Only a few decades ago, almost all states barred recreational and medical use of marijuana. But today, only fifteen states outlaw the drug in one form or the other. This new paradigm has experts asking whether or not a tipping point has been reached in public perception of whether or not the drug should be legalized. And point in fact: marijuana legalization made strides on the Nov. 3 ballot.
Recreational marijuana initiatives received overwhelming support in Arizona, Montana, New Jersey, and South Dakota. Medical marijauan received enough support to pass in Mississippi and South Dakota.
Professor Robert Mikos of law at Vanderbilt University said, “There’s been building momentum towards this. A change in attitudes is what’s driving legalization, and it’s interesting about why people view this drug more positively today that 50 years ago. In part, I think it’s because we’ve come to realize that it’s not as harmful as we once thought it was. People are less worried about it.”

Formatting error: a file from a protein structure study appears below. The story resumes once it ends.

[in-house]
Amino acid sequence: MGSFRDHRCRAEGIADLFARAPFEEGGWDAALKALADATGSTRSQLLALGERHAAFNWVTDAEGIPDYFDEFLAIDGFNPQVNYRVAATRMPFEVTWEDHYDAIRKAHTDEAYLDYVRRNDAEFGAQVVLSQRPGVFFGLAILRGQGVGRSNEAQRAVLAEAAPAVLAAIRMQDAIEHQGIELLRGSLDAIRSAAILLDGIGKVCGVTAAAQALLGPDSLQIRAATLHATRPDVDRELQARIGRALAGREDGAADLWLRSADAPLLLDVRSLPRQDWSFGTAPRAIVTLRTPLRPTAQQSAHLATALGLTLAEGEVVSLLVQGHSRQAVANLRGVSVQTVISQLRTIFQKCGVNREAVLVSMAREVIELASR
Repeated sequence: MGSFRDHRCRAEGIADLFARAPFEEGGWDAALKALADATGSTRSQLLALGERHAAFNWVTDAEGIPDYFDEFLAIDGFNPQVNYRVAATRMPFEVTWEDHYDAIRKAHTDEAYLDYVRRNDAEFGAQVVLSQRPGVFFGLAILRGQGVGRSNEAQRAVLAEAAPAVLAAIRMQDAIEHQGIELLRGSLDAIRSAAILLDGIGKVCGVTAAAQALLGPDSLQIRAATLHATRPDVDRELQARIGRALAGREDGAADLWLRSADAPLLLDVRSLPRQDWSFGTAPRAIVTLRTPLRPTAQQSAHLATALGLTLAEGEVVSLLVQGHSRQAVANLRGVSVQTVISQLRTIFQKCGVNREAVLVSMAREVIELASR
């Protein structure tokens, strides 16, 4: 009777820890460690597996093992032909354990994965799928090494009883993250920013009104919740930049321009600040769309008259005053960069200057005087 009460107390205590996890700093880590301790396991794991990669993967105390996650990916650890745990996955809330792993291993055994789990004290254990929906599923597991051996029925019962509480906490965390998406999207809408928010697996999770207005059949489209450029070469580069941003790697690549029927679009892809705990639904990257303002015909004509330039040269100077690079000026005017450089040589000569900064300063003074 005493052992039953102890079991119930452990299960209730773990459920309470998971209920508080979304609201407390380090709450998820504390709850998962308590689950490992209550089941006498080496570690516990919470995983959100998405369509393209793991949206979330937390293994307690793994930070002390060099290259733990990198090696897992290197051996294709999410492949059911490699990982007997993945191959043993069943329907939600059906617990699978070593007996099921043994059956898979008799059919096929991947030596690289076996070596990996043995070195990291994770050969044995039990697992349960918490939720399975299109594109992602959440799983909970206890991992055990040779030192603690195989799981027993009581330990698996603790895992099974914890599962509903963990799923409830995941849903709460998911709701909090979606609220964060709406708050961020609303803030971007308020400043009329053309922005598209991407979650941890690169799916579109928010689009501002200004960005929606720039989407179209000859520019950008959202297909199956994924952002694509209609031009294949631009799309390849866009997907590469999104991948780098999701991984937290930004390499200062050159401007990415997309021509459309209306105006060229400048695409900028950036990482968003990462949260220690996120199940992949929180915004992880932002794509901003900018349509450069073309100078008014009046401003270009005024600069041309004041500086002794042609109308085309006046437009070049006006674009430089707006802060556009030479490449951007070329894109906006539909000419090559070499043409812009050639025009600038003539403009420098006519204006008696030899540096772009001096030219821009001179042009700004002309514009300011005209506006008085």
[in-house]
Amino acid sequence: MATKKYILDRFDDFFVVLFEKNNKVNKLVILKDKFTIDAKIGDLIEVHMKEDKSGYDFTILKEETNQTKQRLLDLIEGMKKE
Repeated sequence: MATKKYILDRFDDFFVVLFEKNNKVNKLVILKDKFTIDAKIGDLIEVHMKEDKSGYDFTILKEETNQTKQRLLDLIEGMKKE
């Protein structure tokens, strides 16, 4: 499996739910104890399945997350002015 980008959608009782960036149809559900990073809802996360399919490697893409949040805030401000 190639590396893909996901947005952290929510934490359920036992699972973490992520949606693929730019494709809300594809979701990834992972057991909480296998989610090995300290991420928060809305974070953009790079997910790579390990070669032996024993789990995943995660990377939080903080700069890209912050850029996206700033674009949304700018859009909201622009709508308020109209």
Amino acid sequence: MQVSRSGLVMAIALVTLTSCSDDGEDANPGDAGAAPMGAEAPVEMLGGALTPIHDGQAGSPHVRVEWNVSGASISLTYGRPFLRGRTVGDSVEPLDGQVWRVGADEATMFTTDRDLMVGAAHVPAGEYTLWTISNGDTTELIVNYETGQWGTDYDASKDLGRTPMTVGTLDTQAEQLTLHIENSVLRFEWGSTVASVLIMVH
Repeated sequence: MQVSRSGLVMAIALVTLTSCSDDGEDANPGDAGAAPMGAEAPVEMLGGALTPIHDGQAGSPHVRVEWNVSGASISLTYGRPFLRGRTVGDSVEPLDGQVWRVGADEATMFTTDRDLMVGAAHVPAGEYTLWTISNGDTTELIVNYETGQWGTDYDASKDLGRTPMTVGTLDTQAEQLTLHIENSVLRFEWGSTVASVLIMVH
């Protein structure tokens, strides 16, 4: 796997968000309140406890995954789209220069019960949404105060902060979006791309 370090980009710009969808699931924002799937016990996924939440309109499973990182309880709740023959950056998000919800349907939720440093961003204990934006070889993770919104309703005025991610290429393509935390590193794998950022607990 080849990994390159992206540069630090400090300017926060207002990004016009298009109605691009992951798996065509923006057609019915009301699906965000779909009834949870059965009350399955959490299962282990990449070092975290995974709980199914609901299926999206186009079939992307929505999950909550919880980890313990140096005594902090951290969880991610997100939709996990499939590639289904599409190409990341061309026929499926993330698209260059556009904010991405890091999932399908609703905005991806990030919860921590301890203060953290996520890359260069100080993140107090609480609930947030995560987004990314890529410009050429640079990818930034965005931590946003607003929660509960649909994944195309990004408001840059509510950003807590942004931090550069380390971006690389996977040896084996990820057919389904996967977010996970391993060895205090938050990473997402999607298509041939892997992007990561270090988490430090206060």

That makes sense considering the person responsible for forming government opinion against the drug admitted he basically made everything up years ago.
The first states to allow recreational use of the drug were Colorado and Washington. 34 states allow the drug to be used for medicine (and let’s face it, most of those guidelines are fairly relaxed).
A Pew research study conducted in September 2019 found 67 percent of adults believe marijuana should be legalized for recreational use — but nearly a third of Americans still disagreed. This is a stark contrast to a prior study conducted in 1969, when only 12 percent of Americans were in favor of legalization. Most likely, they were the ones using the drug!
Mikos said, “There’s two different stories here, a difference between the recreational measures and the medical measures. Medical marijuana is oftentimes promoted as a drug that rather than being harmful for some people can actually improve their lives, so it’s a public health story.”